"Finally," he said when they took a break from the kissing. "Finally."
"How long have you known?"
"About myself? Forever, I think. Before I knew it was wrong." Here, in the soft darkness of a garden on an alien world, John could say it. "About you? I don't know. One day I just looked up and...there you were."
"I was sure when I met you that you were either married or had a girl or two in every port," Meredith said. His hand moved up John's chest and John gasped loudly as Meredith's thumb swept across one of John's nipples. "And then, when there was no wife and polite disinterest toward the women who wanted to spend time with you, I began to hope."
"I'm sorry," John said. "I didn't know." It seemed like a crime that they could have had this and hadn't until now.
"Don't be. I only guessed when you were so careful around me," Meredith said. He leaned in to kiss John thoroughly. "And even then, I wasn't sure you'd ever act on it."
"If I'd known...." If he'd known that he'd be more aroused by just kissing and touching a man than he had by anything a woman had ever done to him, if he'd known that being at the center of Meredith's attention would make him want to light up and hiss like one of Meredith's patented mechanical devices...God, if he had known, he'd have followed Meredith back to his cabin on the Odyssey and they could have laid down on Meredith's narrow little bunk....
"Oh, oh God!" Meredith had moved in closer and now one of his thighs pressed against John's aching erection. "McKay...Meredith, that's...God."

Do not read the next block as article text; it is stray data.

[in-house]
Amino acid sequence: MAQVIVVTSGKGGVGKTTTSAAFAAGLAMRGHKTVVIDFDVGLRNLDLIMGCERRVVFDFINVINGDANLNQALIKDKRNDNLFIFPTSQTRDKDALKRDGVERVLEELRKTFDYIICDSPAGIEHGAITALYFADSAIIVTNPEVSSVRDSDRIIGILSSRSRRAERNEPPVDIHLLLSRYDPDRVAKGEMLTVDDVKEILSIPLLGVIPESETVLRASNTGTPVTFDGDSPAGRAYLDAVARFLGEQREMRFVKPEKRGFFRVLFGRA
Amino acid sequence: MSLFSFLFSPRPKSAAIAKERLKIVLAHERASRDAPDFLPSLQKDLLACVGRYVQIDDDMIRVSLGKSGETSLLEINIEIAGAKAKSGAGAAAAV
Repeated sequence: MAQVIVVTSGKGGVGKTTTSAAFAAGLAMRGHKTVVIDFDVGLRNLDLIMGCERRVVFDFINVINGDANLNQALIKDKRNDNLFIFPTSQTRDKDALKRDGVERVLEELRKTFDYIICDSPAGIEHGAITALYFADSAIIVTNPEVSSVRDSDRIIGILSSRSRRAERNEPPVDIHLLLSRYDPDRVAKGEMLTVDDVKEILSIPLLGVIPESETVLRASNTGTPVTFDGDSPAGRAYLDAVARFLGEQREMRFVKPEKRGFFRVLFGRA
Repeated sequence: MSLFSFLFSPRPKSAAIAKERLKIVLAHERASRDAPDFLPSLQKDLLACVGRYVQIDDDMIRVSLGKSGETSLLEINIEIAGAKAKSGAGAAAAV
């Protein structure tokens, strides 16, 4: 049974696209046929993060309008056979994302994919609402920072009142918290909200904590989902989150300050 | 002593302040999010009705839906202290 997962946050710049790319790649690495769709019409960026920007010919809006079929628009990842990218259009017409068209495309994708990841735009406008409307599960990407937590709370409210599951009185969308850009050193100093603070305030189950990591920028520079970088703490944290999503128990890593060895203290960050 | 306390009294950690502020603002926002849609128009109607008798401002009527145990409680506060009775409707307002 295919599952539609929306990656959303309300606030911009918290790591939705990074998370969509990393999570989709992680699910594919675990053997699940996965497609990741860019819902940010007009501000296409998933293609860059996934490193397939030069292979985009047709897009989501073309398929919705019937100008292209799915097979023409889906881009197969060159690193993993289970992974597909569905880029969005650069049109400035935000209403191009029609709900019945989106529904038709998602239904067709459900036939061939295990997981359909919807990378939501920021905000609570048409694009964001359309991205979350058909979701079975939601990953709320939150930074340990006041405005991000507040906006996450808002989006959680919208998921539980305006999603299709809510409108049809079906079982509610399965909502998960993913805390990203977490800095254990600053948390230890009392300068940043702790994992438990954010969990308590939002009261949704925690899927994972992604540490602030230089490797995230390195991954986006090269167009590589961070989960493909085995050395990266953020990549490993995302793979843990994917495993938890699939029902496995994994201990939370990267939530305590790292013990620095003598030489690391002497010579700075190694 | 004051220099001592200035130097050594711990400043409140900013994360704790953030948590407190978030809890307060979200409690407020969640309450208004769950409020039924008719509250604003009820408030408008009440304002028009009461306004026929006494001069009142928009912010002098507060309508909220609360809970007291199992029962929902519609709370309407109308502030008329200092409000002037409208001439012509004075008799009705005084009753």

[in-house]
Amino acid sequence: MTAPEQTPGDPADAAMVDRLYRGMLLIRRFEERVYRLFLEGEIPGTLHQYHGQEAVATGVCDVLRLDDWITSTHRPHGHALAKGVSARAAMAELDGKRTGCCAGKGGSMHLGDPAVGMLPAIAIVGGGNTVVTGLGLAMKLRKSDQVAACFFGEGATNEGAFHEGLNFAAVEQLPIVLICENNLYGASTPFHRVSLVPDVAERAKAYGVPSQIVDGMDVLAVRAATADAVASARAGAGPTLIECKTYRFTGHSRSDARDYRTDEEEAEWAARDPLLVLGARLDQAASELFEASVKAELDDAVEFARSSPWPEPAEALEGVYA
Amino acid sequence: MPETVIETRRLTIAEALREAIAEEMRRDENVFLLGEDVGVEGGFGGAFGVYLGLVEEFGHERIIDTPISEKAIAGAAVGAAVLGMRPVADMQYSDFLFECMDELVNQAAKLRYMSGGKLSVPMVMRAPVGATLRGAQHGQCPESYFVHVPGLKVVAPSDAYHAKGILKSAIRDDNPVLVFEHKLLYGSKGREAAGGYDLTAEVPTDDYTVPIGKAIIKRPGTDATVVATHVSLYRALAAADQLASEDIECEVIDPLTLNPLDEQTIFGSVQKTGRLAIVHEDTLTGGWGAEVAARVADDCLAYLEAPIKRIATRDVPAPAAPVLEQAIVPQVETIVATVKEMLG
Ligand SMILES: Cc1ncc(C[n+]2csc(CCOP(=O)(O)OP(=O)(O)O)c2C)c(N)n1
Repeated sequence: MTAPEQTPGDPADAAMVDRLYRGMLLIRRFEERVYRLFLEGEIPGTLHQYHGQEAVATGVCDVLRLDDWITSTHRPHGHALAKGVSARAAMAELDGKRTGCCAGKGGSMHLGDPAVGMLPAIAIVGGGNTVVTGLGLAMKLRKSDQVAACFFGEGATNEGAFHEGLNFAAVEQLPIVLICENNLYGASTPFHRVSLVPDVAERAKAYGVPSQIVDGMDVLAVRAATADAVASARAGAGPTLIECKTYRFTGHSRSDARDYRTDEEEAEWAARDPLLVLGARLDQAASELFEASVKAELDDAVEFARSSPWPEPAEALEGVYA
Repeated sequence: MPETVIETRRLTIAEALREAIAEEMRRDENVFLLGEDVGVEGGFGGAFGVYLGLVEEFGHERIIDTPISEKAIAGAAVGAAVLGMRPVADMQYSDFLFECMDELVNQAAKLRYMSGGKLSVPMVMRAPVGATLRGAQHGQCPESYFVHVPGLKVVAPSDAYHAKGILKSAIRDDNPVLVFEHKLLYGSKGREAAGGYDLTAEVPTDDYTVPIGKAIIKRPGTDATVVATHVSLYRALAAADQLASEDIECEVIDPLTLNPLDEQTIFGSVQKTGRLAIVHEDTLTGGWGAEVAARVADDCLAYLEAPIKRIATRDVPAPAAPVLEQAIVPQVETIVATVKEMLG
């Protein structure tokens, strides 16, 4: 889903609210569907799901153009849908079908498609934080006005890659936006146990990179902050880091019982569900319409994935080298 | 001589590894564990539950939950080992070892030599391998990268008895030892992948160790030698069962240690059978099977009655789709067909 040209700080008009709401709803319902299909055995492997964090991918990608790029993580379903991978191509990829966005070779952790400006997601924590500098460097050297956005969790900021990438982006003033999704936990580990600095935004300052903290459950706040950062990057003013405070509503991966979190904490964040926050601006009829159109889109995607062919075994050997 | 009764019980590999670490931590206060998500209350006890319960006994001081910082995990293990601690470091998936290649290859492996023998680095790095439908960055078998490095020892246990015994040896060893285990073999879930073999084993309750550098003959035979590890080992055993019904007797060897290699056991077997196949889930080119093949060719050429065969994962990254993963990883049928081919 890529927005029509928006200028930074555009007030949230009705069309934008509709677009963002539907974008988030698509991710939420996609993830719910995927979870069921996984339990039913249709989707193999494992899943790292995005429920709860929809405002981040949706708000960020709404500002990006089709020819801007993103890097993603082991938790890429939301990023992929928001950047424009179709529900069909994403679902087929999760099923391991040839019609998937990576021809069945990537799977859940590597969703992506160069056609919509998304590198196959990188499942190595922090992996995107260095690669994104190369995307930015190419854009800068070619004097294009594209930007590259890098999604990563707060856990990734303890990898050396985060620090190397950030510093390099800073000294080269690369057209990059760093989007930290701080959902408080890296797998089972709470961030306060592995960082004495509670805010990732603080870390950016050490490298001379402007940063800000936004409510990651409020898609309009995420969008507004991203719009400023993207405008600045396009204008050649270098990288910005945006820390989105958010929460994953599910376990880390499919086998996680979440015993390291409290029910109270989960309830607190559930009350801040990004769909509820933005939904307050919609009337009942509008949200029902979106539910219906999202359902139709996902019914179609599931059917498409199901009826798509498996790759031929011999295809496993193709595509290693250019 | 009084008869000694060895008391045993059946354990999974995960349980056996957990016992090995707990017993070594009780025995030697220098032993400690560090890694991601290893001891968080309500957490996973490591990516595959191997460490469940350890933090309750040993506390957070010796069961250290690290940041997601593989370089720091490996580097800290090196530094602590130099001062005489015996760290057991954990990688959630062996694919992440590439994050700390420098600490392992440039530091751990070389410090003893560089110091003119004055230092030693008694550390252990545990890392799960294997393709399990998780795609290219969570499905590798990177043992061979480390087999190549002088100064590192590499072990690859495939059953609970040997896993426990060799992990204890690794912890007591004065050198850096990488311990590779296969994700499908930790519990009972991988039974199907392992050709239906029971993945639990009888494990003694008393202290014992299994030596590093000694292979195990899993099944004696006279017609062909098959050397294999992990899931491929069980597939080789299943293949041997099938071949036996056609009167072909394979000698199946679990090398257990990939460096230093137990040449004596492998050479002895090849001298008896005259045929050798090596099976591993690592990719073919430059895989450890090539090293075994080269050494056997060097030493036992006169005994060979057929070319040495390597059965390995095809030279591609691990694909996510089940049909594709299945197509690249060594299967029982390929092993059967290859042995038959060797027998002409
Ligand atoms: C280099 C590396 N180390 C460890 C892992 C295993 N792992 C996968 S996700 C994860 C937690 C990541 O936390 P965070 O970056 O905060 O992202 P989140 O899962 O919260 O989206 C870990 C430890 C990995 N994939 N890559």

"Yes? Oh, good," Meredith said. "Come here, no, like...yes, that's it." Meredith manhandled John much like he did when they were exploring the city or had found some power source on a mission, only now he was pulling and shoving until they pressed up against each other, Meredith's thigh hot against John. He could feel Meredith's erection against his own leg and it was like some pressure inside him eased even as he became more aroused.
"We can do this," John murmured against the skin of Meredith's neck as Meredith pressed harder against him. "Oh God...Meredith!"
"Yes," Meredith said, his voice rough. "We can. You can, John. It's all right...let yourself...."
When John came, Meredith's voice in his ears, it was like the first time, bright and new and sharp. After, as he panted and clung to Meredith, he felt it against his thigh when Meredith came, choking out John's name.
Gate Team One came back through the Stargate in great triumph this afternoon. On only their second mission after Doctor McKay's recovery, they have found an abandoned Wraith laboratory. Doctor McKay was able to retrieve a great deal of useful information, both tactical and scientific, that will help in our struggle with the Wraith. Colonel Sheppard is quite pleased, and, although he tries to hide it, I can clearly see that he is relieved to have Doctor McKay back at his side in the field, as am I. Even though there are times when they would try the patience of a saint, it would not be Atlantis without Doctor McKay and Colonel Sheppard and I know how lucky we are that they are part of this Expedition.
from the private diary of Lady Elizabeth Weir, Dowager Countess Menlow, July 29, 1904